This is a partial transcript of The Big Story With John Gibson, Feb. 27, 2004, that has been edited for clarity.

(BEGIN VIDEO CLIP)

UNIDENTIFIED MALE: I restate and reaffirm our apologies to all of you who have been harmed by those among us who violated your trust and the promises they made at their ordination.

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JUDGE ANDREW NAPOLITANO, GUEST HOST AND FNC SENIOR JUDICIAL ANALYST: America's Catholic bishops say sexual abuse by priests was a bigger problem than anyone ever realized. But they promise it's all in the past.

David Clohessey (search) is head of the Survivors' Network of those who have been abused by Priests. They call their organization SNAP (search) for short. He joins me now from Washington, D.C.

And David, today's big question: is the Catholic Church now, today, doing enough to prevent more abuse?

DAVID CLOHESSEY, HEAD OF SNAP: Well, I wish we could say yes. There certainly has been a lot of motion, there's been a lot of activity, not necessarily progress.

The focus has been on paperwork and policies and procedures, not on substantive change. So, we think the church has a long way to go still in order to keep kids really safe.

NAPOLITANO: Well, one of those procedures is a substantive change, and I think you'll agree with me, and that's the zero-tolerance policy.

In the old days, of course, not only was it not zero tolerance, but a priest could be a repetitive pedophile over a course of generations. Now one charge, one charge with an evidence to support it and you're out.

Isn't that progress, David, in the right direction?

CLOHESSEY: Yes, it is progress. Unfortunately, it's still sporadically implemented. The policy has been in effect for less than a year. So, it's a little premature to say it's fundamental change and it's working, but, yes, indeed, it is progress. There's no denying that.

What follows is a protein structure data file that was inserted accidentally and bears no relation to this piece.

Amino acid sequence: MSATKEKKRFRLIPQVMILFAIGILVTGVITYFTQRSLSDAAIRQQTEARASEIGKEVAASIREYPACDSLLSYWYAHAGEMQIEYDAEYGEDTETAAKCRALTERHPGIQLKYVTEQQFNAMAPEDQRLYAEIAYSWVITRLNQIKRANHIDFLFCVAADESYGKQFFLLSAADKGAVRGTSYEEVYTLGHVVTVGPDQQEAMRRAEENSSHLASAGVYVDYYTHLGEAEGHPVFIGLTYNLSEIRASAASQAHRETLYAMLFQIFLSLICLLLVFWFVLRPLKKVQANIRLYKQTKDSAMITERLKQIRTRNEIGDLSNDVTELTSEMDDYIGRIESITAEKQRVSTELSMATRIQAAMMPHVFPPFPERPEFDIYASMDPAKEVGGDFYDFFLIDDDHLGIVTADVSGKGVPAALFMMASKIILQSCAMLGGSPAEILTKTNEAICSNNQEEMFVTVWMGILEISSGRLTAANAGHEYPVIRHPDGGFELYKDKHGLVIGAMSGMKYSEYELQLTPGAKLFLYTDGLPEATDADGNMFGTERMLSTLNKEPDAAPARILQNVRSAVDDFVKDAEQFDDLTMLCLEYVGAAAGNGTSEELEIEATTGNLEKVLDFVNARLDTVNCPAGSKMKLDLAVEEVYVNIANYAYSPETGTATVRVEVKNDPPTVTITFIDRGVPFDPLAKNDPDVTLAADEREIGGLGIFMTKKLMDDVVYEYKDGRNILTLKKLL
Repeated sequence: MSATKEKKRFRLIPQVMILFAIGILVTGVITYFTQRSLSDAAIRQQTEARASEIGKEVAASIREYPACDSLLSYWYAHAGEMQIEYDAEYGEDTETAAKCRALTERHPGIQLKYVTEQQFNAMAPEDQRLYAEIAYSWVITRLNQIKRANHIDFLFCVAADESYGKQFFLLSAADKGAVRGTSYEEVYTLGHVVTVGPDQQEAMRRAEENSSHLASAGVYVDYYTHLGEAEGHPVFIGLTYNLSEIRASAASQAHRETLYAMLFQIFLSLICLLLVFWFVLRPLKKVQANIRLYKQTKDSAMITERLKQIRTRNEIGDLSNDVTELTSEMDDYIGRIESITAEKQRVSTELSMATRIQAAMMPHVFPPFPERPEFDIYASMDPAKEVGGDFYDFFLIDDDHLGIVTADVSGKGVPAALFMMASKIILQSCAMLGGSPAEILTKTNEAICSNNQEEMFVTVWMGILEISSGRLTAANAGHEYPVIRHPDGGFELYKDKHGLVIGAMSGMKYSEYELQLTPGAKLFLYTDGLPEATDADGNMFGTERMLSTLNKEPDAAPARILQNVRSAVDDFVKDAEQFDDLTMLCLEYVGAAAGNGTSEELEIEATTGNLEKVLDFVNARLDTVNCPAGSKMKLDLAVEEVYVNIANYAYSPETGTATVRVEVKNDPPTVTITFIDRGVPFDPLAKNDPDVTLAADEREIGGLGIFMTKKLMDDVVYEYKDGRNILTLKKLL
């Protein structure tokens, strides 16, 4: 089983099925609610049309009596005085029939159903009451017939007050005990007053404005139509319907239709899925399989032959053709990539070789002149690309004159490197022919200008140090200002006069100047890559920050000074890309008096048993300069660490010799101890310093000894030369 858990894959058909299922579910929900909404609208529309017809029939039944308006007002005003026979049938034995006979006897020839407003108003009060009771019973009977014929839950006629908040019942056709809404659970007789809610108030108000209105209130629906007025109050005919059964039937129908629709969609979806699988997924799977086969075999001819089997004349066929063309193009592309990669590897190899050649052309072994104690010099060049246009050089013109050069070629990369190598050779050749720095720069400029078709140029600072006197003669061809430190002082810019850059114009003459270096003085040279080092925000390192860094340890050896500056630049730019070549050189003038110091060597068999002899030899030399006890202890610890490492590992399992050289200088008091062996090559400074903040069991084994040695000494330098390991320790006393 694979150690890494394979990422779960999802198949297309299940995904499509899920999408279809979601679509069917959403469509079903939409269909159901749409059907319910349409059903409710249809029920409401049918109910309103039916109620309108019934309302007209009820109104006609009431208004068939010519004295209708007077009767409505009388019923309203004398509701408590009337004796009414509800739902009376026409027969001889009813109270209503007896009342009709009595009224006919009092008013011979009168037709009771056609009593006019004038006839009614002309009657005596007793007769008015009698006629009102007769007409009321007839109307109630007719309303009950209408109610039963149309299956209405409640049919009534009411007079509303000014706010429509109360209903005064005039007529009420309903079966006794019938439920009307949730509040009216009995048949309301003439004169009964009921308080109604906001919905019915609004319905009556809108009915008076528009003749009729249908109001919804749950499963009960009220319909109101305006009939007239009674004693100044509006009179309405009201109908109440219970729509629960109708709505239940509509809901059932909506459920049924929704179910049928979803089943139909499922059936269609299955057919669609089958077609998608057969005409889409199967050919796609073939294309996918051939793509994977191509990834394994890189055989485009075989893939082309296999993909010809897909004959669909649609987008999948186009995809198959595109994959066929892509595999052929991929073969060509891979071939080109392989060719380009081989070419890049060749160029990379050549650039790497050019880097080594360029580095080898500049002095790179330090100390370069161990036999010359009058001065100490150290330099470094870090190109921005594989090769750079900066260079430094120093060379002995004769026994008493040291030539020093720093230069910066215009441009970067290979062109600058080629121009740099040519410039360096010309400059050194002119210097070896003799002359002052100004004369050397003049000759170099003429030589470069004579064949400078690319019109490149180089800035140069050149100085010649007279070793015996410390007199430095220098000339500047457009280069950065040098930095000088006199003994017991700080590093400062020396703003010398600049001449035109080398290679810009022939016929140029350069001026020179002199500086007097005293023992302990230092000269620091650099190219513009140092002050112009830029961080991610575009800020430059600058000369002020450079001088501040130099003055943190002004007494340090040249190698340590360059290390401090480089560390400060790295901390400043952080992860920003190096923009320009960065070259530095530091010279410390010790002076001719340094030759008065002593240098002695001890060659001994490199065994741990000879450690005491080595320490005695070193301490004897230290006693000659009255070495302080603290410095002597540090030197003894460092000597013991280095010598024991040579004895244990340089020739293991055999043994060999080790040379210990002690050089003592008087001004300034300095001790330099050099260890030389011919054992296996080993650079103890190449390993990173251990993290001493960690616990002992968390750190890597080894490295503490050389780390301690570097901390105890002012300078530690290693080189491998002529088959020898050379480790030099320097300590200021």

NAPOLITANO: All right. We're going to put some numbers up on the screen now. And these are from the report which came out earlier today.

Now, this report was prepared by the Bishops National Review Board. These are not the bishops. This is an independent lay group whom the bishops appointed to investigate them.

And you can see the numbers. They are horrific. Ten thousand victims, 10 percent unsubstantiated claims, 20 percent not investigated, involving 4,400 priests from the time period of 1952 up to the present.

Isn't this a positive step, David, that a number as horrifying as this — 4,400 priests, 10,000 victims — would be made known and made public for everyone to see and scrutinize?

CLOHESSEY: Well, it's important to remember, Judge, that these figures are now in the public eye. only because of two years of constant admissions and lawsuits and civil prosecutions and media scandals and exposes.

In other words, these figures unfortunately, while theoretically provided voluntarily, are out in the public eye only because of intense pressure on the bishops.

And numbers alone don't represent a cure. It's a diagnosis.

NAPOLITANO: Let me tell you that I think the numbers are out there because of people like you, victims, innocent victims of these horrific crimes, who have had the courage to come forward, to reveal what happened, to point the finger, to sue, to cause lawsuits, to cause the laws even to be changed. And my hat is off to you for that.

CLOHESSEY: Well, I appreciate that.

NAPOLITANO: But what more can the church do right now? It has admitted its sins of past. It has a zero tolerance policy for the future. What would David Clohessey have the Catholic Church do today beyond what it's already done?

CLOHESSEY: Two quick points.

It's important that bishops work with victims to change the archaic statutes of limitations, both civil and criminal, that prevent victims from being able to prosecute these dangerous men.

And secondly, every single bishop needs to go to every single parish where these molesters serve and look at parishioners and say, "It is your duty, if you experienced abuse, witnessed abused, suspected abuse, it's your duty to call the police."

I mean, this is a criminal offense, and these men, unfortunately, need to be locked up in order for kids to be safe. And when bishops take those steps we'll feel very much more encouraged.

NAPOLITANO: OK. David Clohessey, who represents the many thousands of victims of priest pedophiles. We thank you for sharing your story with us today.

CLOHESSEY: Thank you, judge.

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